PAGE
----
Opposition cry foul in Mozambique polls, as early count points to ruling Frelimo victory predicted by analysts

Frelimo candidate projected to win by 60%, a big drop from the 75% the party's candidate bagged in 2009.

MOZAMBIQUE’S ruling Frelimo party is likely to sweep hard-fought presidential and legislative elections, according to first results and unofficial projections released Thursday.

A partial vote count and projections by civil society groups suggested Frelimo’s Filipe Nyusi will become the country’s new president, winning around 60%, a huge drop from the 75% won by the party’s candidate in the 2009 election. 

With just over eight percent of polling stations reporting, Nyusi held 61% of the vote, according to the official tally, which was in line with the groups’ forecasts. “Preliminary numbers and projections indicate the Frelimo will win a landslide victory,” said a report by the Centre for Public Integrity and the Association of European Parliamentarians with Africa. 

Claims of fraud

The vote took place against a backdrop of rising discontent over vast income disparities, despite a mineral resources windfall in the southern African nation. Rapid economic growth has failed to benefit the bulk of a population that is among the world’s poorest. Nyusi’s main opponent, rebel turned opposition leader Afonso Dhlakama of the Renamo party, was trailing in second position with 31% of votes, according to the projection. The third and youngest of the presidential candidates, Daviz Simango, was in third position with eight percent, a similar percentage to his tally in 2009. 

Voting was largely peaceful aside from sporadic clashes between police and opposition activists who claim that Frelimo, which has run Mozambique since it gained independence from Portugal in 1975, tried to stuff ballot boxes. Paulo Cuinica, spokesman for the national Electoral Commission, said despite several incidents the polls had been “free and fair”. He confirmed unrest in several towns, including the opposition strongholds of Beira and Nampula where police fired teargas to disperse crowds. “This was due to the desire by the people to watch the count but this is not allowed by the law. Police had to act,” he told reporters. He said six people were arrested in the coal-rich northwestern Tete province where “quite a number of polling stations were destroyed and material burnt.” 

Four polling stations failed to open in northwestern Niassa province because there were problems with the delivery of balloting material. The opposition complained that many of their monitors were barred from watching the polls because their accreditation was not accepted. The electoral commission denied the claims.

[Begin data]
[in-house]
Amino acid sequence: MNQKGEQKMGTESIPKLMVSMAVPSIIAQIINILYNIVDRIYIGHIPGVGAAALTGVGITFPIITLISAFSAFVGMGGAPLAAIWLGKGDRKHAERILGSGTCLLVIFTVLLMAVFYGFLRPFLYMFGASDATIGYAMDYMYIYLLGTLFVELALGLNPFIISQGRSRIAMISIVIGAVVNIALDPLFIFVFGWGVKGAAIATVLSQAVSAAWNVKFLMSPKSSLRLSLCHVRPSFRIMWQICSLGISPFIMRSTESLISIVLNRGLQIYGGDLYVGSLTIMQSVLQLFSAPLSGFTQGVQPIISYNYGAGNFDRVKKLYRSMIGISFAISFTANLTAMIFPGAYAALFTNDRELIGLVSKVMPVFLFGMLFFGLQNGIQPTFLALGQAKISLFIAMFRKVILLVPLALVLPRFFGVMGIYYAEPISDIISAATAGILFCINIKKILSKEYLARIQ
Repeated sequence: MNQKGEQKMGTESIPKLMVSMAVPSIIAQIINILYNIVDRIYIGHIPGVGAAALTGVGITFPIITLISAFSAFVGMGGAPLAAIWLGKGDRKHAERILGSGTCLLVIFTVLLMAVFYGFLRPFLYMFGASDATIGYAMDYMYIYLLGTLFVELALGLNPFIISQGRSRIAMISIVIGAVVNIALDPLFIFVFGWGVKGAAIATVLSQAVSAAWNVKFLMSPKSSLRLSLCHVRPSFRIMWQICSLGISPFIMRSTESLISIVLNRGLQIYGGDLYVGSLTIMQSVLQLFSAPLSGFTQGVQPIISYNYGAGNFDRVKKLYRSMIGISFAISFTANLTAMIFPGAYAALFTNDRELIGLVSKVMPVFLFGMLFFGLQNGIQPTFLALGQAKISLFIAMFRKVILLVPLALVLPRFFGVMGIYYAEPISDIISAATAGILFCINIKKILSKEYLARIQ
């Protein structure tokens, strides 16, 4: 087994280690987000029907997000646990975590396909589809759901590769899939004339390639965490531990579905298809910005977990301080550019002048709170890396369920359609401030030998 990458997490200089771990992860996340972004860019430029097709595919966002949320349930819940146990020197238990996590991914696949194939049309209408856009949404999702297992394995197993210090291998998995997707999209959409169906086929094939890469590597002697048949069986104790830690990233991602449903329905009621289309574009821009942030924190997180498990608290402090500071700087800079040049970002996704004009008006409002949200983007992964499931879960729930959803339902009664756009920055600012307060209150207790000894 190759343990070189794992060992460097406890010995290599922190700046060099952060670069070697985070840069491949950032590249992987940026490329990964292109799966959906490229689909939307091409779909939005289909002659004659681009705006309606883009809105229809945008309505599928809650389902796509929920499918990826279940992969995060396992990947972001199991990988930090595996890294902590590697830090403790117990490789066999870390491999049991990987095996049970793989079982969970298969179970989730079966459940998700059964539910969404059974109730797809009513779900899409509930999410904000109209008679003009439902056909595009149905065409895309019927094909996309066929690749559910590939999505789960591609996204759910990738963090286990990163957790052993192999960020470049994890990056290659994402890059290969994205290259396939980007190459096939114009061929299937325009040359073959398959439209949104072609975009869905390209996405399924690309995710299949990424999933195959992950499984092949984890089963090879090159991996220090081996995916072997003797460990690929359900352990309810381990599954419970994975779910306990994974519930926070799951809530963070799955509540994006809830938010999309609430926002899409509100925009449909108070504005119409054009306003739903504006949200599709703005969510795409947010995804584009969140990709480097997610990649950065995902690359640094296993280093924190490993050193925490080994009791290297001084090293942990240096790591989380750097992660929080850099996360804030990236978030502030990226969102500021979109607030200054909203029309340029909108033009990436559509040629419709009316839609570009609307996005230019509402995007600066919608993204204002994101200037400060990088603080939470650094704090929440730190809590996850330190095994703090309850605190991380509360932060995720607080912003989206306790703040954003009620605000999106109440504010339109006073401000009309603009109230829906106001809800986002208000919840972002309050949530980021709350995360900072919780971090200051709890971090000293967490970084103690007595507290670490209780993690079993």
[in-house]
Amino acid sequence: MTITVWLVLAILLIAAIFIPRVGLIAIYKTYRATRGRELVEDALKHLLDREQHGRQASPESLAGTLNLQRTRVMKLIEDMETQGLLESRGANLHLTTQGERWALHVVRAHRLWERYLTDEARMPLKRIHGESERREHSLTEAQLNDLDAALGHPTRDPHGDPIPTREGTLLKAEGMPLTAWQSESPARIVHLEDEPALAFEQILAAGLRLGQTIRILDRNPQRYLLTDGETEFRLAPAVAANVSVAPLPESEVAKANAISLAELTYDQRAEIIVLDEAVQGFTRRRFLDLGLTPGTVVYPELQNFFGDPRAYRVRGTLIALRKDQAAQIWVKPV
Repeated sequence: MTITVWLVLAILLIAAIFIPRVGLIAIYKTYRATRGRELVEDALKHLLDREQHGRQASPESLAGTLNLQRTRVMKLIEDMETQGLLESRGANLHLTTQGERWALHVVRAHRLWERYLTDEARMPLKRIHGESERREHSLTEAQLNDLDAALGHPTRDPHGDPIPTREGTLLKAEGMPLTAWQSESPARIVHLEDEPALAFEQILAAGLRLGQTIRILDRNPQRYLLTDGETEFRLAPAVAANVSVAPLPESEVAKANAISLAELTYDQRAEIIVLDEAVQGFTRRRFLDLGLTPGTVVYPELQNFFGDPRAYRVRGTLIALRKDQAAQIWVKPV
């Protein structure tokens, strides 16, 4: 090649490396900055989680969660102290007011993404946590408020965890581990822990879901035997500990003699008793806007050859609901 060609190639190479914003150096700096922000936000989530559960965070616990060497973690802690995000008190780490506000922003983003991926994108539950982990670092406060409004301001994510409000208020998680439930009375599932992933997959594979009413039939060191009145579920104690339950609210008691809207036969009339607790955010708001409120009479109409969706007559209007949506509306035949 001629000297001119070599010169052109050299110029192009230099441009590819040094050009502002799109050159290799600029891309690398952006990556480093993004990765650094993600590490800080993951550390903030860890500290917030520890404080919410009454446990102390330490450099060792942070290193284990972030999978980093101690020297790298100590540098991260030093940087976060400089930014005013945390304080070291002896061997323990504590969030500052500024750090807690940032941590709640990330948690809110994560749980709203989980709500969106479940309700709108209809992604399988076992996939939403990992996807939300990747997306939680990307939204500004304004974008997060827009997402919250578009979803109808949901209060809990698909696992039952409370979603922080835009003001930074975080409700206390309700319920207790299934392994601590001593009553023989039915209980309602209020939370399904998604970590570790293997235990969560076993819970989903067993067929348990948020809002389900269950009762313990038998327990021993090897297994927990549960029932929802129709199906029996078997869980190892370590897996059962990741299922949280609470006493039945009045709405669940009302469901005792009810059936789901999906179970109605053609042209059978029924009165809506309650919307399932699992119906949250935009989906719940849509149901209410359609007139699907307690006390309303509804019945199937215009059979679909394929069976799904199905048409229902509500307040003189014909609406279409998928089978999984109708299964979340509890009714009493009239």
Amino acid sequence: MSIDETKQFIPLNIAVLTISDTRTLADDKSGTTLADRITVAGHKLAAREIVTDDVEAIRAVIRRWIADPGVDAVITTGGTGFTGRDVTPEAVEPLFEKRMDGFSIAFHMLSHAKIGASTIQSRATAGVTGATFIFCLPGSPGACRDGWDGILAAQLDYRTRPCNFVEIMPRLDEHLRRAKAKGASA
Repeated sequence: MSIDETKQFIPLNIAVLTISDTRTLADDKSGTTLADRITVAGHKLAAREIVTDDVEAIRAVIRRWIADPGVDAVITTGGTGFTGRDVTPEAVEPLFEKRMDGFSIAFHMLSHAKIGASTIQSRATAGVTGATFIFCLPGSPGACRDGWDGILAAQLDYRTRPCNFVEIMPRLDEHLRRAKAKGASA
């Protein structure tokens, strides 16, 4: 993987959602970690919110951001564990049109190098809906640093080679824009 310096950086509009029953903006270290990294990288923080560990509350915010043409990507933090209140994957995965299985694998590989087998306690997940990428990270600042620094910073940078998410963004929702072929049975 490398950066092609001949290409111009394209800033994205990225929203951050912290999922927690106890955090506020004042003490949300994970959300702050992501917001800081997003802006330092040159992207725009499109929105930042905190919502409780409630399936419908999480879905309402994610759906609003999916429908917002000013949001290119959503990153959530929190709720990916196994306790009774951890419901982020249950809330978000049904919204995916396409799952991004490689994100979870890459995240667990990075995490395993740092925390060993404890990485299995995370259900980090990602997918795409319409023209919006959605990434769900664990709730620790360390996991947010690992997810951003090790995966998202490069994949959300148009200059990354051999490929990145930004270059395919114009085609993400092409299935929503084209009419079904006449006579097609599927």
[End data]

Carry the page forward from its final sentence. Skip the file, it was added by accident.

European Union observers said opposition monitors were absent at up to 34% of polling stations. The projections suggest a more balanced 250-seat parliament, with Frelimo’s count reduced from 191 to 142, Renamo upping its presence from 51 seats to 75 and MDM from eight to 31 seats. Nyusi, an engineer and former defence minister, is Frelimo’s candidate to replace incumbent President Armando Guebuza, who is prohibited by the constitution from running for a third term.

“Most important” election

Chatham House researcher Alex Vines believes the election is the “most important” in Mozambique since the first post-war vote in 1994.

“Investors are watching Mozambique closely and want stability and predictability,” said Vines, as the country stands on the cusp of becoming a gas producer.

Over 10 million voters were registered for the presidential race, plus polls for national and provincial assemblies.

Renamo, which has lost all elections since the end of the country’s 16-year civil war in 1992, has made something of a comeback, trying to spruce up its image after emerging from a low-level insurgency waged in the centre of the country just weeks ahead of the election.

At the same time ahead of the vote the fledgling MDM seemed to gaining popularity, after winning 40% of the vote in Maputo in municipal elections last December.

Related Content

Comments

blog comments powered by Disqus